A local developer who left steady employment to make games full-time at age 39 is looking to crowdfund a procedurally-generated survival horror title for PC.
EyeMobi founder Joe Chang put in 14 years of corporate IT work and a stint at his wife’s immigration business before he decided it was finally time to take the plunge and pursue his real passion: video games. “Secretly, it’s all I wanted to do,” he says. By 2012, the now or never moment arrived: “Bugger it, I’m actually going to try and make something from something I like doing.”
That time in IT wasn’t wasted of course: Chang was a software tester and test manager, so his transition from HTML5 games to mobile to PC was smoother than you might expect.
Wellington-born Chang’s Kickstarter is for Phantasmal, a first-person survival horror title which was conceived during a seven day FPS jam – the same event that served as a catalyst for Superhot, Catlateral Damage, and Receiver, among others.
“I didn’t know it at the time but we got a lot of exposure out of that and I thought ‘Oh! Actually this is kinda the game I wanna make!” says Chang. “I just wanted to make something I want to play.”
Realising that the game had potential, Chang put the word out for help at an NZ Game Developers Association meeting, and as a result brought environment artist Chevy McGoram (Grinding Gear Games, Media Design School), and character/creature artist Euge Tay (Games Lab) on board part-time. Former Microsoft colleague and senior developer Jeff Chilberto – who Chang had worked with on mobile/PC title Split Screen Arena – also signed on.
Sound technician and musician Shaun Roland's path to the game was the most unusual: he found it on YouTube and got in contact, insisting that he compose the game's the music.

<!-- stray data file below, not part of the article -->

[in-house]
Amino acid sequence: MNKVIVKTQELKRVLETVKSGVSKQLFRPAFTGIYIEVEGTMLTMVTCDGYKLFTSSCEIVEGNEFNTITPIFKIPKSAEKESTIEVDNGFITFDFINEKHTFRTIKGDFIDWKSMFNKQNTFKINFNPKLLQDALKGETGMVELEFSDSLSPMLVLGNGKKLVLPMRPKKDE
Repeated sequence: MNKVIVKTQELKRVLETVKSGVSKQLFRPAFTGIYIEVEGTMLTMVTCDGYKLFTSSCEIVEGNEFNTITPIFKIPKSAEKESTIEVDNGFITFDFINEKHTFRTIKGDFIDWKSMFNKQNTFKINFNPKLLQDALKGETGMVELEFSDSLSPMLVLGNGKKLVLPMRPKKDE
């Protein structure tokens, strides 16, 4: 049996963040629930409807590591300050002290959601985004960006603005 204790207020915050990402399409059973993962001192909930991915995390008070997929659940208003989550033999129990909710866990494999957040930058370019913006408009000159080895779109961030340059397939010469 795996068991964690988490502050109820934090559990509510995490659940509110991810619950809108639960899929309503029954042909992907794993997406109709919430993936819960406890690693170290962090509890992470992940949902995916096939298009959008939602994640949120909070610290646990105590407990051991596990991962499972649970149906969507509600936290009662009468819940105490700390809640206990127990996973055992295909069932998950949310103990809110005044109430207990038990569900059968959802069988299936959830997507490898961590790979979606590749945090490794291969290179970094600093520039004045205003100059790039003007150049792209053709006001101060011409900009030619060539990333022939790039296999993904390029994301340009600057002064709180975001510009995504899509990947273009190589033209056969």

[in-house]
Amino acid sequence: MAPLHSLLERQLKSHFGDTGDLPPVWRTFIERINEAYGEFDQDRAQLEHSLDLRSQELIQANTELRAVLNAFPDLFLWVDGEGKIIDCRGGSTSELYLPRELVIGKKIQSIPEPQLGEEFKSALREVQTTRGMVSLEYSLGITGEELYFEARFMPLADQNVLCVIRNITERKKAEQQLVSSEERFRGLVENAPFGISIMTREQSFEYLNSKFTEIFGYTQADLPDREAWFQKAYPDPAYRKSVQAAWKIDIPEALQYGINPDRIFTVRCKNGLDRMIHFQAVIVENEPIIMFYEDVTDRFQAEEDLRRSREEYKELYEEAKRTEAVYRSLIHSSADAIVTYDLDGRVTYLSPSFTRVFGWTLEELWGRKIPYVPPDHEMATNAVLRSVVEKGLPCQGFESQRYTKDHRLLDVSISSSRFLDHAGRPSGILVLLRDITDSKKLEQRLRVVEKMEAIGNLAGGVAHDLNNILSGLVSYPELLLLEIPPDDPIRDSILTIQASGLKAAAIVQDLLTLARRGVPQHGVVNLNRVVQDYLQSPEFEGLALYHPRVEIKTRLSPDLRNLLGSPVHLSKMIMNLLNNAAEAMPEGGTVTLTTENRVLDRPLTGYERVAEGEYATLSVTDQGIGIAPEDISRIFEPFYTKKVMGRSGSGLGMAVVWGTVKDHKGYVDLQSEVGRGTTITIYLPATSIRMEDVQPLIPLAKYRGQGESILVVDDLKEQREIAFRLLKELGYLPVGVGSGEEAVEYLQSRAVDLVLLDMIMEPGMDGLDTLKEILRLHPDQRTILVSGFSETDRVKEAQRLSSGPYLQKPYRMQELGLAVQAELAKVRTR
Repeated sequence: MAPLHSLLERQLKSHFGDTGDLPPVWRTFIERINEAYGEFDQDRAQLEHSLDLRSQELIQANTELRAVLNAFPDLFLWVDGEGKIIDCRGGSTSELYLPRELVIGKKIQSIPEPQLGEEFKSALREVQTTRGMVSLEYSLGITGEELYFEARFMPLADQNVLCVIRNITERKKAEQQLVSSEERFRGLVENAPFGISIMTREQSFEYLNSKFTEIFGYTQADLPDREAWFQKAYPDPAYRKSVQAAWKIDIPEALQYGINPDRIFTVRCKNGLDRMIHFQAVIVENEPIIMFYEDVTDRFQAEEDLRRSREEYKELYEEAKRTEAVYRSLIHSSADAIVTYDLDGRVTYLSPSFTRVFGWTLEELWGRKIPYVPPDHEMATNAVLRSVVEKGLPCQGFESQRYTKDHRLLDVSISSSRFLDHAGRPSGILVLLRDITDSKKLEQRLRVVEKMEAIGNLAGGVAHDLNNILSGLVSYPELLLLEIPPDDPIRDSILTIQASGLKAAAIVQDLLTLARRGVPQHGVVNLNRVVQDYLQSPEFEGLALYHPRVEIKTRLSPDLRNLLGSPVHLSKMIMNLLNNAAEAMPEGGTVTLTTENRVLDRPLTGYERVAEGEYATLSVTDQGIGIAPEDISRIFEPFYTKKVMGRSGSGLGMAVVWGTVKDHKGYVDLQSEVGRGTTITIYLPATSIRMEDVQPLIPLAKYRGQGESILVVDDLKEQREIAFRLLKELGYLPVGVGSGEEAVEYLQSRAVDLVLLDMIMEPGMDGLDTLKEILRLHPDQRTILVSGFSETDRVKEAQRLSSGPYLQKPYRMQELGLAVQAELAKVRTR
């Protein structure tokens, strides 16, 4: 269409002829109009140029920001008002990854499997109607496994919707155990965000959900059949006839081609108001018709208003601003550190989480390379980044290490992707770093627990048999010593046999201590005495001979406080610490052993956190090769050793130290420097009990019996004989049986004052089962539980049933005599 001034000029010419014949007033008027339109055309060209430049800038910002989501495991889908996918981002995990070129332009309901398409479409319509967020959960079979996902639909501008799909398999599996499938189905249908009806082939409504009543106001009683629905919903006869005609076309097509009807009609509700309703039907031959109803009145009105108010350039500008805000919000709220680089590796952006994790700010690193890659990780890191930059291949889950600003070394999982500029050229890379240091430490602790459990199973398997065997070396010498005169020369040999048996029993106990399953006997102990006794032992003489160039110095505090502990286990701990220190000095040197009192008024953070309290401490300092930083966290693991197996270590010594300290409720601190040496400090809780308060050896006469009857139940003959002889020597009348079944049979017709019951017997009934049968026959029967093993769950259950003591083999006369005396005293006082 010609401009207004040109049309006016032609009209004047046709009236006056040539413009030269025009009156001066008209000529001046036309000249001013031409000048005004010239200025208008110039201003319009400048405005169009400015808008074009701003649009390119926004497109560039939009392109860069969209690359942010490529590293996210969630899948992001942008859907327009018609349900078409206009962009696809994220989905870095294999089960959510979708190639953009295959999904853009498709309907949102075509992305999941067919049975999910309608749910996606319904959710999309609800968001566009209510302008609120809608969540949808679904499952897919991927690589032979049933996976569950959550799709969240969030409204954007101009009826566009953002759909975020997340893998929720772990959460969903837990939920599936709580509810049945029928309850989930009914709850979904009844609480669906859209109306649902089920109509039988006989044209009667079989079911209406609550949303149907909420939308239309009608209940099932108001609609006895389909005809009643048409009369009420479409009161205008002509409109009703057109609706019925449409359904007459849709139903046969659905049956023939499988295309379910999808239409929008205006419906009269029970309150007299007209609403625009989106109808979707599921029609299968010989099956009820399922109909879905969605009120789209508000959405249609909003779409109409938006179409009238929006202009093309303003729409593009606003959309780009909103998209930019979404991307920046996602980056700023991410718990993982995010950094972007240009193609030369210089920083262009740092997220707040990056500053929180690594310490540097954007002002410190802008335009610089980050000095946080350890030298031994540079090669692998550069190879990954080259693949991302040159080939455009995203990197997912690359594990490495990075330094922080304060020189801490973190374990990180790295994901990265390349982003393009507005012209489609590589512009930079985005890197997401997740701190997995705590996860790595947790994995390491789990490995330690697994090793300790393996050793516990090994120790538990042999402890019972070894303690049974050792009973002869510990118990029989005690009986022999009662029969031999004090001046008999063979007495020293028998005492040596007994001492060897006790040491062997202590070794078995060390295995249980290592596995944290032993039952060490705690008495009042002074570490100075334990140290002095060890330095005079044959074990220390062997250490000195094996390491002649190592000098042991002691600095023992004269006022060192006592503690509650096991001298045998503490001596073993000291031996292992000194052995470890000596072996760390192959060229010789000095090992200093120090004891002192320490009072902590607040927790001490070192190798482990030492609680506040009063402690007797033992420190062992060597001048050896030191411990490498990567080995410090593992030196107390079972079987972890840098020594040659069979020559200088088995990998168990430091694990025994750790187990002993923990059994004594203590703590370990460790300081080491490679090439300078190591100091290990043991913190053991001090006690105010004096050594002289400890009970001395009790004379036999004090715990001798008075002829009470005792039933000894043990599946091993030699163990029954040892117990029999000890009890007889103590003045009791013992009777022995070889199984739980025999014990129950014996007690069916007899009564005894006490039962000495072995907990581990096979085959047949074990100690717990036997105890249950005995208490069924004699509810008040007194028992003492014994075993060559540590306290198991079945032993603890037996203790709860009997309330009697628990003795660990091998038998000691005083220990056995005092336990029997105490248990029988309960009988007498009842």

Phantasmal casts the player as John Hope, a down-on-his-luck Vietnam vet with PTSD. Hope is working as a janitor at a local university when a power cut plunges it into darkness and strange voices become audible in the darkness. From there, it's probably not all lollipops and rainbows.
Chang was inspired to make a procedurally-generated horror after falling in love with Headup Games’ action title The Binding of Isaac, and he believes that the game’s roguelike design is a good fit for its horror aesthetic. “The uncertainty adds to the fear,” he says. Amnesia: The Dark Descent, Resident Evil, Silent Hill, and H.P. Lovecraft are all also inspirations.
Certainly, the game EyeMobi is pitching is somewhat familiar, featuring darkened halls and a torch, a lot of anxious sneaking, a fragile but not totally defenceless protagonist, strange creatures, improvised weapons that degrade, an insanity system, and a relentless and unkillable Pyramidhead-style foe called The Sleeper.
“You can fight, but you don’t really want to,” says Chang.
A crafting mechanic will in all likelihood make it into the game as well. “That’s definitely something we want to build in,” says Chang. “I really love that whole MacGuyver-y thing like duct taping two items together like Dead Rising.” However, Phantasmal will be grittier in tone than Capcom's zombie sandbox. “There won’t be any microwave laser cannons," says Chang.
Phantasmal will also feature a character progression that allows levelling, even after death. Chang isn’t sure how it will be implemented just yet, but envisions a Dark Souls-style mechanic where some assets are lost when you perish. “We will explain in future why you can do that too,” he says.
EyeMobi is seeking NZ$15,000 to complete its vision for Phantasmal. That may not sound like enough for such an ambitious title, but Chang says it’s more about just covering living costs for the developers. It’s also handy that games on Kickstarter tend to get media attention and dedicated communities. “From everything I’ve read, crowdfunding is one of the better ways of getting exposure,” he says.
Phantasmal is being developed using Unity for PC, with Mac and Linux versions a possibility if demand is high enough. There is a prototype of already up and running, but the polish isn’t there yet. However, Chang expects to be beta testing before the end of March next year.
He's only spent three months in the meat grinder that is full-time game development, but Chang is certain it's the vocation for him. “It’s better than anything I’ve done in the past 14 years," he says. "It’s tough, but exhilarating.”
At the time of writing, Phantasmal has raised NZ$4,506 of its NZ$15,000 goal, with 22 days of crowdfunding remaining.